WCI Communities, Inc. v. Stafford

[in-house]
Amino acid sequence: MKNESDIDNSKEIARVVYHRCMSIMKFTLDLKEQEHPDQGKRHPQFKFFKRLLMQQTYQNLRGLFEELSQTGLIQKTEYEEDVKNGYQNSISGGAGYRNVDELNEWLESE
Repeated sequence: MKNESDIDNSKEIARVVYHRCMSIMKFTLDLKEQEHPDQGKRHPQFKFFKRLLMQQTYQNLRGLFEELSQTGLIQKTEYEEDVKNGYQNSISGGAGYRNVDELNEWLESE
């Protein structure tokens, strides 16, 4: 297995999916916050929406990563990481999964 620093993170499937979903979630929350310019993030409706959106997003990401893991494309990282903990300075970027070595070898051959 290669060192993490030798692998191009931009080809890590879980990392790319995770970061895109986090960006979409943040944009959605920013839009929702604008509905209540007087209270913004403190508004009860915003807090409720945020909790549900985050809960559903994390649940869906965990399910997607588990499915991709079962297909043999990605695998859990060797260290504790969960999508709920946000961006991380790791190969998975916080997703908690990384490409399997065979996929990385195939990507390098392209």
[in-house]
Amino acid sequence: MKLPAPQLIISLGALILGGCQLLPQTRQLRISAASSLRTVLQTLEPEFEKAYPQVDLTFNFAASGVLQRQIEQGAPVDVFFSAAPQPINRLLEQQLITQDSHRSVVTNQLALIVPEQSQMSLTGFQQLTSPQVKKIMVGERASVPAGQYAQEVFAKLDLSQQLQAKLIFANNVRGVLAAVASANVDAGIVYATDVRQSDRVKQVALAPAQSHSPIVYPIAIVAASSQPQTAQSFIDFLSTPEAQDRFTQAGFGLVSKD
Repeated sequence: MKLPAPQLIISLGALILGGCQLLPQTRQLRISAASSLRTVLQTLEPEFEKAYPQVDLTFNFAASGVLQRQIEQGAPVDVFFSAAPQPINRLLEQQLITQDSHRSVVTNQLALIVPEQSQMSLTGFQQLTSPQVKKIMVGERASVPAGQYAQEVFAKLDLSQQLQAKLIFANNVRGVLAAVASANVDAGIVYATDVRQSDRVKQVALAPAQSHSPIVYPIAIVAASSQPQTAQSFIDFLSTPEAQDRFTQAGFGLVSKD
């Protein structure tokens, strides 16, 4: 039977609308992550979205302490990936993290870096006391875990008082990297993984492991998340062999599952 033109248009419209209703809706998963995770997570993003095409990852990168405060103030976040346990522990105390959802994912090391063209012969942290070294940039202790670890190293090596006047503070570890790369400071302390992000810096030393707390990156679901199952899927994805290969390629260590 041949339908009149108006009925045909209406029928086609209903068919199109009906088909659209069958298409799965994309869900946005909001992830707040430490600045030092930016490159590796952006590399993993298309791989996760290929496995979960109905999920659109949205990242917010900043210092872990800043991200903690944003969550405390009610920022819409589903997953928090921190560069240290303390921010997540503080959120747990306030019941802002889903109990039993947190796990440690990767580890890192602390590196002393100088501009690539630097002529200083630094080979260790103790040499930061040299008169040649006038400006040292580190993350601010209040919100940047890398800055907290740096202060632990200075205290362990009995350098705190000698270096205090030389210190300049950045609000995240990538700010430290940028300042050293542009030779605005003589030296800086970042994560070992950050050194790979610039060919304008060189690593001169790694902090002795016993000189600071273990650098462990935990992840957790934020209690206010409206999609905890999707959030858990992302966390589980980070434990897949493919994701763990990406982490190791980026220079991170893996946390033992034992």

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NOT FINAL UNTIL TIME EXPIRES TO FILE REHEARING MOTION AND, IF FILED, DETERMINED IN THE DISTRICT COURT OF APPEAL OF FLORIDA SECOND DISTRICT WCI COMMUNITIES, INC., a Florida corporation, ) ) ) Appellant, ) ) v. ) ) COLIN STAFFORD, ) ) Appellee. ) _____________________________________ ) Case No. 2D07-3724 Opinion filed November 13, 2009. Appeal from the Circuit Court for Hillsborough County; Claudia R. Isom, Judge. Thomas J. Roehn and Henry G. Gyden of Carlton Fields, P.A., Tampa, for Appellant. James C. Washburn and Stacy J. Borisov of Pohl & Short, P.A., Winter Park, for Appellee. GILNER, MARC B., Associate Judge. WCI Communities, Inc. (WCI), appeals the trial court's award of a final summary judgment in favor of Colin Stafford. Mr. Stafford sued to rescind a contract to purchase a condominium-townhouse (unit) from WCI and for the refund of his deposit. We reverse and remand for further proceedings.1 1 This case was originally argued in April 2008, but our consideration of this case was delayed by WCI's filing for bankruptcy and the resulting automatic stay of the In September 2005, Mr. Stafford contracted to buy a $616,790 unit. The unit was located in a phased development called the Westshore Yacht Club. The contract provided that Mr. Stafford would also have to pay certain costs, including homeowners' association fees and assessments. The contract stated, "[A]ll budgets are subject to change at any time and from time to time to reflect actual and projected expenditures." Exhibit "E" of the contract, which listed fees and assessments, stated, "[I]t is very likely that changes will occur and the amounts will increase." Contemporaneously with the execution of the contract, WCI gave Mr. Stafford certain condominium documents required by Florida law (referred to collectively as a "prospectus"). The prospectus included a 2006 "estimated budget and schedule of homeowner's expense" indicating that the "total assessment to unit owners" would be $10,343.30. This included a "master association general assessment" of $1876.14, a "common expense" or "operating budget" assessment of $5298.16, and an annual "amenities" fee of $3169. The prospectus also included a management agreement between Westshore Yacht Club Townhomes II Condominium Association and WCI Communities Property Management, Inc. (the management company). The agreement provided that the management company would be compensated at $10 per unit per month ($120 per unit per year). The contract contained the following cancellation statement required by section 718.503(1)(a)(1), Florida Statutes (2005): THIS AGREEMENT IS VOIDABLE BY BUYER BY DELIVERING WRITTEN NOTICE OF THE BUYER'S INTENTION TO CANCEL WITHIN FIFTEEN (15) DAYS proceedings. On September 18, 2009, WCI advised this court that discharge had been granted and the stay was dissolved as of August 26, 2009. -2- AFTER THE DATE OF EXECUTION OF THIS AGREEMENT BY THE BUYER, AND RECEIPT BY BUYER OF ALL OF THE ITEMS REQUIRED TO BE DELIVERED TO HIM BY THE DEVELOPER UNDER SECTION 718.503, FLORIDA STATU[T]ES. THIS AGREEMENT IS ALSO VOIDABLE BY BUYER BY DELIVERING WRITTEN NOTICE OF THE BUYER'S INTENTION TO CANCEL WITHIN FIFTEEN (15) DAYS AFTER THE DATE OF RECEIPT FROM THE DEVELOPER OF ANY AMENDMENT WHICH MATERIALLY ALTERS OR MODIFIES THE OFFERING IN A MANNER THAT IS ADVERSE TO THE BUYER. ANY PURPORTED WAIVER OF THESE VOIDABILITY RIGHTS SHALL BE OF NO EFFECT. BUYER MAY EXTEND THE TIME FOR CLOSING FOR A PERIOD OF NOT MORE THAN FIFTEEN (15) DAYS AFTER THE BUYER HAS RECEIVED ALL OF THE ITEMS REQUIRED. BUYER'S RIGHT TO VOID THIS AGREEMENT SHALL TERMINATE AT CLOSING. (Emphasis added.) The contract provided that closing would take place following substantial completion of the unit. Closing had not taken place at the time this lawsuit was filed. In June 2006, WCI furnished Mr. Stafford with changes to the prospectus. These changes included a reduction of the "total assessment to unit owners" from $10,343.30 to $10,291.84. Some of the assessment components had increased; others had decreased. The net reduction was $51.46. The annual management company fee of $120 per unit was not changed, but a provision was added stating that the management company would either receive the $120 annual fee or a flat fee of $462 per month, "whichever is greater." There was no indication that the $462 monthly flat fee would be per unit. Another change provided that the management company would be paid a one-time fee of $3000 for "start-up costs and preliminary management work." There was no indication that Mr. Stafford or any other purchaser would be responsible for this fee. The management agreement was also changed to provide that, upon -3- turnover of control of the association to the unit owners, the management company could terminate its agreement upon thirty days' written notice instead of the 180-day notice called for in the original agreement. There was no suggestion of any associated increase in cost. The changes also included an eleven-unit reduction in Westshore Yacht Club. Mr. Stafford provided written notice to WCI of his intention to cancel his contract pursuant to section 718.503(1)(a)(1). In early September 2006, Mr. Stafford sued WCI. He alleged that the changes to the prospectus were material and adverse to him. The parties engaged in discovery, highlighted by Mr. Stafford's requests for admission to WCI. Mr. Stafford requested that WCI admit that if he should be the only unit owner, he would be responsible for paying the management company the monthly flat fee of $462 which he calculated to be $5544 per year for each unit. WCI denied this request. Mr. Stafford requested that WCI admit that if he were the only unit owner, he could be required to pay the entire $3000 one-time start up fee for the management company. WCI denied this request, too. Mr. Stafford requested that WCI admit that a new line item of $89.40 annually for accounting services had been added to the "common expenses" budget. WCI admitted this request; this item had contributed to the increase in the "common expenses" component of the "total assessments." Finally, WCI admitted that the changes to the prospectus "may result in increased costs to the Buyer."2 2 Mr. Stafford also requested that WCI admit that it had raised the maximum "settlement services" charges, resulting in a potential increase of "more than $1,500." WCI denied the request. Mr. Stafford reduced this figure to $1465 in his -4- In January 2007 Mr. Stafford moved for summary judgment, relying on the contract, prospectus and amendments, and WCI's responses to requests for admission. WCI filed no written response to Mr. Stafford's motion and offered no affidavits or other documentary evidence in opposition. At an April 2007 hearing, WCI simply argued that the trial court should continue the hearing because it had not completed discovery. The trial court denied a motion for continuance and later rendered a final summary judgment for Mr. Stafford. We review a final summary judgment de novo. Deutsch v. Global Fin. Servs., LLC, 976 So. 2d 680, 682 (Fla. 2d DCA 2008). Mr. Stafford is entitled to summary judgment "if the pleadings, depositions, answers to interrogatories, admissions, affidavits, and other materials as would be admissible in evidence on file show that there is no genuine issue as to any material fact and that [he] is entitled to a judgment as a matter of law." Fla. R. Civ. P. 1.510(c). Mr. Stafford bears the burden of proving that WCI cannot prevail. If the record raises even the slightest doubt that an issue might exist, summary judgment is precluded. Pasco v. City of Oldsmar, 953 So. 2d 766, 769 (Fla. 2d DCA 2007). We must view the facts and the inferences in the light most favorable to WCI. See Estate of Githens v. Bon Secours-Maria Manor Nursing Care Ctr., Inc., 928 So. 2d 1272, 1274 (Fla. 2d DCA 2006). answer brief, but continues to assert that it constitutes a material, adverse change. WCI responds that it had advised Mr. Stafford that the revised estimated settlement charges cannot be unilaterally changed by WCI and are applicable only to future purchasers not currently under contract. We note that the difference between the maximum estimated charges in the contract actually signed by Mr. Stafford and the maximum potential charges under the revised version appears to be $165, not $1465. However, because WCI concedes that the estimated charges contained in the disclosure statement notice actually signed by Mr. Stafford cannot be changed as to him, we conclude that this issue is moot and decline to address it further. -5- Because WCI offered nothing in opposition to Mr. Stafford's motion, we must define Mr. Stafford's burden in seeking cancellation of the contract and then determine whether he met that burden. Section 718.503(1)(a)(1) provides that he can cancel his contract "within 15 days after the date of receipt from the developer of any amendment which materially alters or modifies the offering in a manner that is adverse to the buyer." Thus, Mr. Stafford had to demonstrate with undisputed facts that WCI materially changed the prospectus and that such changes were adverse to him.3 At this point, however, we must recognize that the legislature amended the condominium statute in 2007. Particularly important for our purposes is section 718.504(21)(e): Each budget for an association prepared by a developer consistent with this subsection shall be prepared in good faith and shall reflect accurate estimated amounts for the required items in paragraph (c) at the time of the filing of the offering circular with the division, and subsequent increased amounts of any item included in the association's estimated budget that are beyond the control of the developer shall not be considered an amendment that would give rise to rescission rights set forth in s. 718.503(1)(a) or (b), nor shall such increases modify, void, or otherwise affect any guarantee of the developer contained in the offering circular or any purchase contract. It is the intent of this paragraph to clarify existing law. § 718.504(21)(e) (emphasis added). Simply put, changes to the budget which may materially and adversely impact the unit buyer, if they are beyond the developer's control, will not give rise to a cancellation right under section 718.503(1)(a)(1). See D&T Props., Inc. v. Marina Grande Assocs., Ltd., 985 So. 2d 43 (Fla. 4th DCA 2008). 3 The parties do not contest that Mr. Stafford exercised his rescission right in a timely manner. -6- Moreover, because this statutory change clarifies existing law, it applies to Mr. Stafford's contract. See id. at 47-48. At first blush, we tend to view the changes made by WCI as relating to matters within its control. We need not resolve that issue, however. Mr. Stafford cannot prevail on summary judgment. On a more basic level, he has not demonstrated the absence of a genuine issue of material fact as to whether the changes were material and adverse to him. In assessing materiality, our sister district in D&T provided an appropriate guidepost: [W]e hold that an objective test is appropriate to decide whether an amendment amounts to a "material" alteration or modification of an offering under section 718.503(1)(a)would a reasonable buyer under the purchase agreement find the change to be so significant that it would alter the buyer's decision to enter into the contract? Id. at 49. See also Mastaler v. Hollywood Ocean Group, L.L.C., 10 So. 3d 1114, 1116 (Fla. 4th DCA 2009); In re Paramount Lake Eola, L.P., Litigation, 2009 WL 2525558, at *3 (M.D. Fla. Aug. 17, 2009) (Slip Copy). We conclude that Mr. Stafford has not shown that any of the changes to the prospectus were objectively material. After all, the changes made by WCI resulted in a decrease, albeit minor, in Mr. Stafford's estimated assessment. As for nonmonetary changes, we conclude, based on D&T, that the change in the management company’s timing for notice of termination is not material. It is equally clear that Mr. Stafford has failed to establish in any objective manner that the changes are adverse to him. Again, the net monetary change benefits him. Moreover, Mr. Stafford's speculation about his potential responsibility for the $462 flat fee or the $3000 one-time start up fee should he be the only unit owner is -7- unsupported by any evidence. To the contrary, WCI denied, in its responses to requests for admission, that this was the case. Further, there was no indication that Mr. Stafford and other unit buyers would be responsible for any of these costs. Finally, Mr. Stafford's argument that the planned reduction in total number of units from 537 to 526 proves that his allocated costs must increase fails because the amended prospectus does not support any cost increase to unit owners resulting from the eleven-unit reduction. Thus, the evidence on which Mr. Stafford relies either fails to support his claims or affirmatively disputes them. "[T]he burden of proving the absence of a genuine issue of material fact is upon the moving party. Until it is determined that the movant has successfully met this burden, the opposing party is under no obligation to show that issues do remain to be tried." Holl v. Talcott, 191 So. 2d 40, 43 (Fla. 1966). See also Fla. R. Civ. P. 1.510(c). Because the record does not establish as a matter of law that Mr. Stafford was materially and adversely affected by the amended prospectus, he has not met his burden of proving the absence of a genuine issue of material fact. Accordingly, we reverse the trial court's order granting Mr. Stafford a final summary judgment. Reversed and remanded for further proceedings. VILLANTI and LaROSE, JJ., Concur. -8-